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4 Ways to Keep Your Smile for Life

It wasn't too long ago that losing teeth was considered a normal part of getting older. With modern dentistry and good daily habits, more people are now keeping their natural teeth into old age, but many still don't give their teeth and gums the care they deserve.

Keeping your smile for life is the theme of Dental Health Week 2021, the Australian Dental Association's annual campaign to improve awareness of good oral hygiene for all ages. If you want to win the fight against tooth decay and gum disease, following the ADA's 4 key messages is a good start.

1. Brush your teeth twice daily with a fluoride toothpaste

  • Brush twice a day for at least 2 minutes
  • Choose a soft-bristled toothbrush with a small head
  • Use toothpaste containing fluoride
  • Brush gently to avoid damaging your teeth and gums
  • Change your toothbrush every 3 months

2. Clean between your teeth once a day

  • Clean in-between your teeth using dental floss or other interdental cleaners
  • Start flossing children's teeth when they have two teeth that touch together
  • Talk to your dentist for advice about flossing techniques and whether floss or interdental brushes are best for you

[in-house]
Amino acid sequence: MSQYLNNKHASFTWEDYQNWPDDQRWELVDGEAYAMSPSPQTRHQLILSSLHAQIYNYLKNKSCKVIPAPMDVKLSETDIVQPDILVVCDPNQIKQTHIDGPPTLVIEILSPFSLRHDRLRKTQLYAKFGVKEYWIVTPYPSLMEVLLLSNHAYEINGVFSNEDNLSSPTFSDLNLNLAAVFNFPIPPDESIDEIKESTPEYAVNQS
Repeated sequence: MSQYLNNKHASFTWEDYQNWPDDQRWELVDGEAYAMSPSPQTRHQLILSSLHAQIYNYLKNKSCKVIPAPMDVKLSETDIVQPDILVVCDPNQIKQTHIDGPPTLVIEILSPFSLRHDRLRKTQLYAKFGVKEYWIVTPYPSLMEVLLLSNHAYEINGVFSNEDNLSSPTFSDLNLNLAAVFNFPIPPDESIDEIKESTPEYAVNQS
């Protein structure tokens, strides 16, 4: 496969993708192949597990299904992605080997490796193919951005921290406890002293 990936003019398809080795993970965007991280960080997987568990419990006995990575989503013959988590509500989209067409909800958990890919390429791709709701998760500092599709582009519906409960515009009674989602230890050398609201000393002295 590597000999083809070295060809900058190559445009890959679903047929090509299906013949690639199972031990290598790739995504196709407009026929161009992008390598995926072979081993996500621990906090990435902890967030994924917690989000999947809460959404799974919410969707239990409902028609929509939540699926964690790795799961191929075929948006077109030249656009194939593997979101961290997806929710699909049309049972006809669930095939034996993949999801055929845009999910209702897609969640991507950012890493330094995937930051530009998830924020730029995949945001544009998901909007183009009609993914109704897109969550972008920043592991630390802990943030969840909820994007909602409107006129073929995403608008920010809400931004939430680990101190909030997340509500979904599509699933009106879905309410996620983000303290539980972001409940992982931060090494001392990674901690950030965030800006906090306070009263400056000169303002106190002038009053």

3. Follow a balanced diet and cut down on sugar

  • Limit your added sugar intake to less than 6 teaspoons (24 grams) per day
  • Check the Nutrition Information Panel on food and drink labels for sugar content
  • Choose tap water rather than sugar-based or acidic drinks (low pH)
  • Swap sugary snacks for tooth-friendly alternatives such as cheese, nuts and vegetables
  • Avoid snacking and grazing that exposes your teeth to more acids

4. Visit a dentist for regular check-ups and preventive care

  • Have a check-up and clean at least once per year
  • Your dentist will let you know if you should attend more regularly
  • Your dentist will check for tooth decay, gum disease and perform an oral cancer screening if you're at risk
  • A hygienist will clean and scale your teeth, apply fluoride and give you advice about improving your oral hygiene
  • Your dentist may also recommend preventive treatment to help lower the risks for you or your child

To find out more about Dental Health Week and how to get involved, visit dentalhealthweek.com.au. If you want more advice about how to care for your teeth and gums and lower your oral health risks, read more dental care tips below.